A church that is going nowhere is one of the most painful things to watch. Forward motion had stopped a long time ago but no one noticed. There is always enough blame to go around. By this I don’t mean everyone has a part in the problem but instead everyone is blaming someone with the hope they themselves won’t get blamed. As numbers dwindle, the push to look outside for new attendees starts; but what type of church will they end up attending?
If you want to continue to be important to the church, don’t join it.
I guess I’m about to lose some readers when I say this but it is not that far off from what I have experienced in many churches. I have observed numerous churches in various stages of stagnancy and decline and there has been one common undesirable trait, the lack of love for the people in the church. Even more concerning about this trend is the way people are treated when they bring up this issue. Those who feel the church is not loving or caring for their needs are often called selfish traditionalists and emotionally needy people who are not interested in reaching the community around them.
Many in the church who seem uninterested in showing God’s love to the community haven’t been shown His love in the church.
Programs are started to shore up the falling numbers. Sermons are preached to inspire the congregation. Bestselling “how-to” books on church and outreach become the blueprint for success. Lost in all of the drive to survive are the people who have been most effected by the stagnation of the church, those who are already attending. If I start programs and have not love, if I preach inspiring sermons and have not love, if I adopt bestselling “how-to” books on church and outreach and have not love; I do a lot of stuff, make a lot of noise, copy a lot of ideas but the church is still going nowhere.
If I speak in the tongues of men or of angels, but do not have love, I am only a resounding gong or a clanging cymbal. If I have the gift of prophecy and can fathom all mysteries and all knowledge, and if I have a faith that can move mountains, but do not have love, I am nothing. If I give all I possess to the poor and give over my body to hardship that I may boast, but do not have love, I gain nothing. 1 Corinthians 13:1-3 (NIV)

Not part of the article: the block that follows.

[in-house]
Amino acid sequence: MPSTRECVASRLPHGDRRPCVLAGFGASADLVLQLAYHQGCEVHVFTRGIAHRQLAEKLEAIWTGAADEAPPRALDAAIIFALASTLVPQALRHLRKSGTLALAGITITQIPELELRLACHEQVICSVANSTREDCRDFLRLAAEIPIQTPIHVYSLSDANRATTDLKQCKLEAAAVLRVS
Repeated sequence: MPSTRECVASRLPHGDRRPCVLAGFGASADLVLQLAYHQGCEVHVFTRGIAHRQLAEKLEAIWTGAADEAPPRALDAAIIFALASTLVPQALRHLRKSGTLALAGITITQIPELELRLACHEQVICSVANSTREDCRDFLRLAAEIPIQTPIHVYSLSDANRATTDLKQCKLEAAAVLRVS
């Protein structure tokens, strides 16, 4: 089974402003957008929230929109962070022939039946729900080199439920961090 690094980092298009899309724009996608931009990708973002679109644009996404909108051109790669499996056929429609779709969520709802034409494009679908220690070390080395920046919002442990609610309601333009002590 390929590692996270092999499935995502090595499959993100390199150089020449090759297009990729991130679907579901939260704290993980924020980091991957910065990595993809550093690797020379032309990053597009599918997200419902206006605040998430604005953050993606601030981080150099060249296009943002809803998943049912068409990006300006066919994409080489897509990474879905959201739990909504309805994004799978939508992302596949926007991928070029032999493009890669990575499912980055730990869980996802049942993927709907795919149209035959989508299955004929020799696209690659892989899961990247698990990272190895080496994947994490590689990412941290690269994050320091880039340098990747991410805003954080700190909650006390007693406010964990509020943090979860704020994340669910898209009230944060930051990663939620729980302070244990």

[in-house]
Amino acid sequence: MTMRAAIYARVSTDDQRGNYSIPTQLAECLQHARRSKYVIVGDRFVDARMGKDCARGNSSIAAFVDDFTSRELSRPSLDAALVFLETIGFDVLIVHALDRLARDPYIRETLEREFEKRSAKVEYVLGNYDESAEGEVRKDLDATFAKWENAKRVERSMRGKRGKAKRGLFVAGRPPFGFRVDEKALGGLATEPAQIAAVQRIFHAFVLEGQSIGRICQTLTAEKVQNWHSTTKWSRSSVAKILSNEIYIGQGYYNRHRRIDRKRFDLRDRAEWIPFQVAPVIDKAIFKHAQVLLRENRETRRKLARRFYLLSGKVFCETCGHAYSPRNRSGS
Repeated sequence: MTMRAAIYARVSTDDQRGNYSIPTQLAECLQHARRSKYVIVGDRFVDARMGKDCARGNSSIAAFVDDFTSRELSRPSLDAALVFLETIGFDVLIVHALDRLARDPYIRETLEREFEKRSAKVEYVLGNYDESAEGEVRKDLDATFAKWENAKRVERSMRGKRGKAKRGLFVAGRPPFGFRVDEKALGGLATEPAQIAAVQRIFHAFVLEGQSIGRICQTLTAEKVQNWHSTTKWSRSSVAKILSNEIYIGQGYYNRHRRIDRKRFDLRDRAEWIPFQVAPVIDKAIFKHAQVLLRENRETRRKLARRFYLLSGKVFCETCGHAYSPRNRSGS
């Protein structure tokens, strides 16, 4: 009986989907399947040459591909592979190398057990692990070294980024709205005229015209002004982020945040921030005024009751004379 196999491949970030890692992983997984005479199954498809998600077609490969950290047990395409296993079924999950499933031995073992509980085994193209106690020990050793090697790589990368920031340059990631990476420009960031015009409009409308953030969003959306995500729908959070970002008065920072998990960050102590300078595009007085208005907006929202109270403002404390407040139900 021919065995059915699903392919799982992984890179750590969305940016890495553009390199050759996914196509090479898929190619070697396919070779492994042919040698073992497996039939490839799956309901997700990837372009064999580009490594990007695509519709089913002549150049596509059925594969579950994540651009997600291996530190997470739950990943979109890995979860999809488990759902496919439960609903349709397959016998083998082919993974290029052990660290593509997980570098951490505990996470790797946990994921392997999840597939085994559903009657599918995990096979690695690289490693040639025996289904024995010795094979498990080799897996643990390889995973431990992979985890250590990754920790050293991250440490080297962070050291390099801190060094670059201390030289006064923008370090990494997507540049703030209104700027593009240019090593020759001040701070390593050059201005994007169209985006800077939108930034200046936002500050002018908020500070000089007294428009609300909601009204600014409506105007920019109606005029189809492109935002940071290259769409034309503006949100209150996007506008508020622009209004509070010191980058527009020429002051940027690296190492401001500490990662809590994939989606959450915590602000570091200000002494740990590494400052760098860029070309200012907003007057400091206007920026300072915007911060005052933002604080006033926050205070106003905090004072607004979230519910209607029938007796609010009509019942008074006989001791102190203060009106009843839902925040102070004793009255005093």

Leaders leave before you can no longer love.
I am a pastor. I am a human. When I allow my human side to guide my pastoral role I will view my life in terms of position not calling. I will use worldly means to maintain my position and worldly measures to define my leadership. When I embrace my calling in light of the One who has called me, empowered me and placed me in each specific leadership role to serve Him, I must love like He loves. It is not my job to stand alone where I believe God is leading the church, it is my job to stand with the church, loving them and walking with them as together we seek God. If I am standing alone I am not leading and I can’t be loving if there is no one with me.
Church goers leave before you can no longer love.
I am a Christ follower. I am a human. When I allow my human side to guide my reactions to leadership, I will use worldly means to attack those I do not agree with. When I embrace my calling in light of the One who has called me, empowered me and placed me at this church to serve Him, I must love like He loves. It is not my job to stand alone or form a group to champion the cause of where I believe God is leading the church, it is my job to stand with the church leadership, loving them and walking with them as we together seek God. If I am standing alone I am not supporting those who lead and I can’t be loving if there is no one with me.
This is an abridge version of a post from long before I started this series.
Recently I have been reflecting on the things pastors and leaders say in defence of themselves, the things I have said, the things I now try to correct as I work with churches in transition. (see: The Shepherd Focuses on the Sheep – Consumer Christianity and the Church Hopper – Church Worship Fails – On Whose Authority? Duty or Desire)
This I know to be true, not all situations will be solved, not all churches will recover from stagnation. I know that the most loving leadership cannot stop a church from going nowhere. I know the most loving church goers cannot stop a church from going nowhere. Until leadership and church goers love each other, the church will be stuck going nowhere.
Is my church going nowhere?
- Is there genuine love and caring for the people who attend?
- Is there genuine love and caring for the leadership?
- Do new attendees seem to be replacing those who have left (people don’t stay once they get to know the church)?
- Are you serving those outside the church from the overflow of the love you have as a committed collective of Christ followers or just because it is what you have been told to do?
Therefore, as we have opportunity, let us do good to all people, especially to those who belong to the family of believers. Galatians 6:10 (NIV)